“You will probably enjoy watching him live”, Sasi remarked. “Let me see what I can do.” And I gotta say this about Sasi. He has this habit of understating stuff. After the first line, the “let me see” part nearly made me crush the keyboard. “You better do something about it, mate”, I said. And then my Indian-ness kicked in. “How much are the tickets?” And Sasi being the guy he is, he disappeared conveniently from Google talk, leaving me on tenterhooks for about a minute, but then I found out a new link on Twitter and forgot all about watching Jon Brion live. Being an ADD-monkey helps sometimes.
Jon Brion came up again when I landed. “We are going to Brion’s concert on Friday evening”, Sasi reminded me on Wednesday. “Wait, what? There’s a signing by James Jean at a store, do you think I can do both?” “In that case, we can do the concert next Friday.” Hmm, interesting. Turns out that Jon Brion performed every Friday at a club called The Largo, so it was not a one-off concert like I had thought. As things transpired, we landed at the Largo that very Friday, because the Jean signing turned out to be scheduled for the next weekend.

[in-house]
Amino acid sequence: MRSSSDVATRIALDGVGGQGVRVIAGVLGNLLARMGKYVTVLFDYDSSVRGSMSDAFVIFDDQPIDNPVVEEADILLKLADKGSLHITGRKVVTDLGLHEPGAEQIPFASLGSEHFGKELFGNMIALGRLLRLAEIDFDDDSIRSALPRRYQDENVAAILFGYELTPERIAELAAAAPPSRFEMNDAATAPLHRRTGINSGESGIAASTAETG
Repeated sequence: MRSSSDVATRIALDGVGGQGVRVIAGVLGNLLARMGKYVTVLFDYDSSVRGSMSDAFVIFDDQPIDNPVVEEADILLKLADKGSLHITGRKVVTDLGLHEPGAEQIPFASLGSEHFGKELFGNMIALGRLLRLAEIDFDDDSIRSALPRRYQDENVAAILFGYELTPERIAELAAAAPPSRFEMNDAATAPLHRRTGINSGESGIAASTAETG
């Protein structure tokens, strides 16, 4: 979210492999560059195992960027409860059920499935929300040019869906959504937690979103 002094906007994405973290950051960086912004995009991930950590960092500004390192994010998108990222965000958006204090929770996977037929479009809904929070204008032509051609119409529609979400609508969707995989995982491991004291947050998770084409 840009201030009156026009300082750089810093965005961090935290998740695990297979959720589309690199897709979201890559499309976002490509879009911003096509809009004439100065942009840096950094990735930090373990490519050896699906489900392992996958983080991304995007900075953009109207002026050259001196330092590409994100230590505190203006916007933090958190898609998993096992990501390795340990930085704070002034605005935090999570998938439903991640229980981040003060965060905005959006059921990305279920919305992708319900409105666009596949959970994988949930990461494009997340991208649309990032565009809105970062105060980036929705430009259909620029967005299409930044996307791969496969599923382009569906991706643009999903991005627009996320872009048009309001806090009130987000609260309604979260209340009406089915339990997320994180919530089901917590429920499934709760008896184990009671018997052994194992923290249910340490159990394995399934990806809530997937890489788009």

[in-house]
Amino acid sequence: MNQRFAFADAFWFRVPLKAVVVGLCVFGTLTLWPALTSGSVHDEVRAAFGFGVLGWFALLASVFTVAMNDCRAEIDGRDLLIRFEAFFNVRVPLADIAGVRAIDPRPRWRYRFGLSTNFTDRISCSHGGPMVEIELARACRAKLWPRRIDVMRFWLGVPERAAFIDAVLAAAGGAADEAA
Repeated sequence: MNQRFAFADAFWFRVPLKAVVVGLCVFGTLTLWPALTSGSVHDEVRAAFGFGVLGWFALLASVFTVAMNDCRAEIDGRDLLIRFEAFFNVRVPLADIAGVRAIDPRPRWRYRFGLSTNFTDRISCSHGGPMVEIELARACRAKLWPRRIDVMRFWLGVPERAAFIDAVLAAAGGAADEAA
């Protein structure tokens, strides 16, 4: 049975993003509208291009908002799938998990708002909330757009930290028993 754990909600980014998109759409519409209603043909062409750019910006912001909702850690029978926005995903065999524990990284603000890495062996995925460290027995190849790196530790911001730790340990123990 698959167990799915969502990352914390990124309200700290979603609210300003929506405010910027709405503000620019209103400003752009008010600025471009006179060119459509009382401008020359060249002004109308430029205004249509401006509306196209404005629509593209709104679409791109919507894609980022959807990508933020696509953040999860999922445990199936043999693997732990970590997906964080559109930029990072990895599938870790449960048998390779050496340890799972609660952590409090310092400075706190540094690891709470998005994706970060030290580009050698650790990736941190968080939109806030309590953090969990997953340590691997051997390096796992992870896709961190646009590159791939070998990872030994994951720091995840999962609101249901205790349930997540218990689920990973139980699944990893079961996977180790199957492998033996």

The club turned out to be very unlike what I envisaged it to be. The concert was held in a mini-theatre that could seat about 500 people, deep in the bowels of the location and away from the bar. It was already dark inside when we landed up, and most of the good seats appeared to be taken. ( “There are people who come every week”, said Sasi. “He plays a different set-list every time.” Ha, a far cry from Indian bands then. The one in Java City, Bangalore has been playing the same fifteen songs every Saturday the last seven years, or so I heard) We did manage to get a good view of the stage, and I watched people pour in even as the clock ticked closer to 9:30 PM. Someone named Alex had booked an entire row – and the complete entourage turned up precisely at 9:30, whooping and yelling – a birthday party, perhaps? The stage was lit moderately, and occasionally someone would turn up and tweak a knob on the sound-system, or carry a guitar and place it on a stand in front of the drums. On the left was a piano, and what looked like a Mellotron ( how do I know what a Mellotron looks like, you ask? The merits of Ent-quizzing, love) along with a number of small keyboards piled on the piano. The drums were in the middle, and there was a row of guitars of various shapes and sizes towards the right. Pleasant jazz played on the PA, and at about 9:35 PM, as the track that was playing came to a close (Did they time it according to the length of the song, I wondered), in walked Jon Brion, carrying a cup of coffee in his hand, to much cheering and applause.